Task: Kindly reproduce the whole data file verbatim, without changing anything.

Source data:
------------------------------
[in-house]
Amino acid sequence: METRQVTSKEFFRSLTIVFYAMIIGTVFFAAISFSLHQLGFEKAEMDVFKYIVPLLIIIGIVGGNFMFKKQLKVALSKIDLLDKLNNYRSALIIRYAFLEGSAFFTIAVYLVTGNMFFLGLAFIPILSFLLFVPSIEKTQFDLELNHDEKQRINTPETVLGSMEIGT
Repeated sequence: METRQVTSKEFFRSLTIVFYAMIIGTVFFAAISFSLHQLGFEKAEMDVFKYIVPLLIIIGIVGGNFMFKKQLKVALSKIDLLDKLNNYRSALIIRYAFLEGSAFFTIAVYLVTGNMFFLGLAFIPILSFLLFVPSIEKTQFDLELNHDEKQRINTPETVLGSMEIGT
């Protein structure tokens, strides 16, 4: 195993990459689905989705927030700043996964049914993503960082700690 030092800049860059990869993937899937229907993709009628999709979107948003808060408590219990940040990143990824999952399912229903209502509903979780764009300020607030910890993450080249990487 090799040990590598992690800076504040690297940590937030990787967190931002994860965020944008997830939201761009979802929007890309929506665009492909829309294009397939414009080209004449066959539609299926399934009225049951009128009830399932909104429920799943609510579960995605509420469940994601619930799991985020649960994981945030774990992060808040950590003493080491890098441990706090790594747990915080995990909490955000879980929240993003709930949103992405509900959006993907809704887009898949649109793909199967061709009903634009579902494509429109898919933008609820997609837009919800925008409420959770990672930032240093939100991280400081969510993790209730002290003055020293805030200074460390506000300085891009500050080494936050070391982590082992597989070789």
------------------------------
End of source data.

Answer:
[in-house]
Amino acid sequence: METRQVTSKEFFRSLTIVFYAMIIGTVFFAAISFSLHQLGFEKAEMDVFKYIVPLLIIIGIVGGNFMFKKQLKVALSKIDLLDKLNNYRSALIIRYAFLEGSAFFTIAVYLVTGNMFFLGLAFIPILSFLLFVPSIEKTQFDLELNHDEKQRINTPETVLGSMEIGT
Repeated sequence: METRQVTSKEFFRSLTIVFYAMIIGTVFFAAISFSLHQLGFEKAEMDVFKYIVPLLIIIGIVGGNFMFKKQLKVALSKIDLLDKLNNYRSALIIRYAFLEGSAFFTIAVYLVTGNMFFLGLAFIPILSFLLFVPSIEKTQFDLELNHDEKQRINTPETVLGSMEIGT
């Protein structure tokens, strides 16, 4: 195993990459689905989705927030700043996964049914993503960082700690 030092800049860059990869993937899937229907993709009628999709979107948003808060408590219990940040990143990824999952399912229903209502509903979780764009300020607030910890993450080249990487 090799040990590598992690800076504040690297940590937030990787967190931002994860965020944008997830939201761009979802929007890309929506665009492909829309294009397939414009080209004449066959539609299926399934009225049951009128009830399932909104429920799943609510579960995605509420469940994601619930799991985020649960994981945030774990992060808040950590003493080491890098441990706090790594747990915080995990909490955000879980929240993003709930949103992405509900959006993907809704887009898949649109793909199967061709009903634009579902494509429109898919933008609820997609837009919800925008409420959770990672930032240093939100991280400081969510993790209730002290003055020293805030200074460390506000300085891009500050080494936050070391982590082992597989070789």